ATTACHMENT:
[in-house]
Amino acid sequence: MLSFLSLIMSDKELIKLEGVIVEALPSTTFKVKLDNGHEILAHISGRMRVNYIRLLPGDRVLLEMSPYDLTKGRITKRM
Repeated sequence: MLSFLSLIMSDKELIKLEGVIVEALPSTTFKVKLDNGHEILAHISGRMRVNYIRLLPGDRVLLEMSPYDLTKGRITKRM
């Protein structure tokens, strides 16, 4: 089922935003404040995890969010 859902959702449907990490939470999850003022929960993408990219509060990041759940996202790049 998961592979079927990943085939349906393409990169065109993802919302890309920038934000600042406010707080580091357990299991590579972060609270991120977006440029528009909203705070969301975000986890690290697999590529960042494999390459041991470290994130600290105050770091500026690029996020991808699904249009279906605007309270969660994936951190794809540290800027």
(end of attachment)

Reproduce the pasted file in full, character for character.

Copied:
[in-house]
Amino acid sequence: MLSFLSLIMSDKELIKLEGVIVEALPSTTFKVKLDNGHEILAHISGRMRVNYIRLLPGDRVLLEMSPYDLTKGRITKRM
Repeated sequence: MLSFLSLIMSDKELIKLEGVIVEALPSTTFKVKLDNGHEILAHISGRMRVNYIRLLPGDRVLLEMSPYDLTKGRITKRM
């Protein structure tokens, strides 16, 4: 089922935003404040995890969010 859902959702449907990490939470999850003022929960993408990219509060990041759940996202790049 998961592979079927990943085939349906393409990169065109993802919302890309920038934000600042406010707080580091357990299991590579972060609270991120977006440029528009909203705070969301975000986890690290697999590529960042494999390459041991470290994130600290105050770091500026690029996020991808699904249009279906605007309270969660994936951190794809540290800027």